Joe Ianniello, CBS president and acting CEO, has a new name for the process known for decades in the pay-TV arena as “churn.”

Ianniello, speaking Tuesday morning at the Deutsche Bank Media and Telecom conference in Palm Beach, Fla., said the company’s internal shorthand for the loss of a CBS All Access subscriber is to consider them on “pause” rather than gone for good.

The usage data on All Access and feedback from subscribers has proven to the CBS team taht the introduction of new content can motivate users to re-establish their subscriptions. And turning back on a streaming service can happen at any time with a couple of keystrokes — a much simpler process than with traditional MVPDs that require a subscriber to return costly set-top boxes and other equipment to a distributor.

“We don’t call it churn we call it pausing,” Ianniello said. “Because they come back when we launch new original content, or when we get the NFL or we put (professional) golf on. We want to limit or eliminate all of the pauses,” Ianniello said.

Ianniello’s early morning Q&A with Deutsche Bank’s Bryan Kraft was notable as a platform for the executive who is a contender for the permanent CEO job at CBS. Ianniello has been acting CEO ever since CBS’ longtime leader, Leslie Moonves, was forced out n September amid a storm of sexual misconduct allegations. There was no mention during the 45-minute session of the CEO search process under way or the speculation that CBS will be nudged back into a merger with Viacom soon by controlling shareholder Shari Redstone.

Ianniello talked up the growth trajectory of CBS All Access and Showtime’s standalone app and how CBS was the canary in the coalmine among Big Media players in going OTT. CBS last month raised its subscriber projections for All Access and Showtime to 25 million by 2022. At present, both services have about 4 million subscribers apiece.

The OTT growth trajectory around new programs has also given CBS the “confidence” to invest significantly more in programming for All Access and Showtime. Under chief content officer David Nevins, CBS Corp. is now focused on a
“year-round programming strategy that reduces those pause and increases subscriptions,” he said.

Ianniello said the impetus to launch All Access in 2014 and standalone Showtime in 2015 was to prove to MVPDs that CBS Corp. content was worth top dollar in carriage fees. CBS’ run as America’s most-watched network for 11 years in a row deserves premium pricing, Ianniello argued.

“We are the most-watched network bar none across broadcast and cable, so we provide the most value to their offering and we expect to be paid fairly for it,” Ianniello said. The economics of CBS’ wholly owned streaming platforms are better for the Eye and traditional carriage agreements with MVPDs. “Now we’re sitting here with millions of subscribers paying us significantly more than any third-party distributor pays us.”

CBS will test its strength in the coming months as it has carriage renewals looming with DirecTV this year and Comcast next year. Distributors are taking a hard line on programming costs at a time when the traditional cable and satellite TV operators are struggling to adapt to consumers’ embrace of streaming platforms and lower-cost TV bundles. Ianniello said the long list of renewals that CBS has inked in recent years with smaller MVPDs should set the market rate for deals with the nation’s largest MVPDs.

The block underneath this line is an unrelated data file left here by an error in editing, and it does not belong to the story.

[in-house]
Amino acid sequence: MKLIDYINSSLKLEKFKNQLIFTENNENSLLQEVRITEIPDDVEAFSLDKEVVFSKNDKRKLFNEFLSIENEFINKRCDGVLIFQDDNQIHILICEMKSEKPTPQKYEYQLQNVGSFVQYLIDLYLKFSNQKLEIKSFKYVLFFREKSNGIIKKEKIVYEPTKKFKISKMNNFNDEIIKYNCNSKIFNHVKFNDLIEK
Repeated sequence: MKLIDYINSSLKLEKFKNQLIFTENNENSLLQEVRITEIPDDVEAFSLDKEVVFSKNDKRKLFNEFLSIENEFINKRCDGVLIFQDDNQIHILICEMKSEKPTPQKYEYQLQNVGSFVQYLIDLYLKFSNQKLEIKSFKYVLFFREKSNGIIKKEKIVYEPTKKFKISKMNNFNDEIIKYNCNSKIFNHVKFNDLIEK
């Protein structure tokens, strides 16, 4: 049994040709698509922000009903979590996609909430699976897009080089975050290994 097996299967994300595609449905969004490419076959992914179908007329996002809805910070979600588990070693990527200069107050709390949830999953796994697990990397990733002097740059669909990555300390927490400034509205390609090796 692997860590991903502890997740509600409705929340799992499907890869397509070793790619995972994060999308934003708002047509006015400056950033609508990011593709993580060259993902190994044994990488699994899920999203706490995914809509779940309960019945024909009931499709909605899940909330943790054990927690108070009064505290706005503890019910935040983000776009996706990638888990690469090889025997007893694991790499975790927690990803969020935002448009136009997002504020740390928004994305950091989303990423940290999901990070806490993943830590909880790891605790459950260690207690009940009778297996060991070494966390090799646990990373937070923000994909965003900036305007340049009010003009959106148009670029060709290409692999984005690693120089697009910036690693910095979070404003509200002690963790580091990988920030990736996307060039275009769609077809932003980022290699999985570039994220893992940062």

“The marketplace has spoken,”Ianniello said. “We’ve done lots of these since 2013 you really haven’t heard about a dust-up with CBS,” Ianniello said. “We’re now six years from the blackout we had (in 2013) with Time Warner Cable. That gives us a lot of proof points along the way.”

Kraft asked Ianniello if CBS felt any urgency to grow at a time when its larger competitors are bulking up still more. Ianniello’s Q&A came the same day Disney announced March 20 as the closing date for its $71.3 billion takeover of 21st Century Fox. Ianniello said CBS is open to deals for content and IP but he also maintained that CBS is “strategically complete” as it stands today.

“I’ve never felt small when we’re negotiating across the table vis-a-vis an MVPD or advertisers,” Ianniello responded. “We have content that has mass appeal that people really identify with.”

Among other topics raised:

Cost cutting moves: CBS is looking for about $100 million in cost savings in the next three years from belt-tightening and restructuring in search of greater efficiencies. That process could lead to streamlining of redundant operations and voluntary employee buyouts. “We reorganizing and thinking about functions that go across multiple divisions,” Ianniello said.

Preparing for the end of “The Big Bang Theory”: Ianniello cited “Big Bang” prequel spinoff “Young Sheldon” as CBS’ new comedy standard-bearer now that longtime primetime champ “The Big Bang Theory” is set to end its 12-season run in May. “We have a history of retiring shows at the end of their lives and grooming the next success,” Ianniello said. “Young Sheldon” was recently renewed for two more seasons.

Expanding All Access overseas: CBS is looking to expand All Access internationally and having some local content will be key. “As we go international we are not just going to have U.S. exported content,” he said. “The offering is more complete.” CBS is looking to grow beyond its foothold in Canada and Australia.

Looking ahead to the upfront: “We always approach the upfront with stability and consistency,” he said. Ianniello said there are no plans to dramatically change the ad load levels in CBS programming.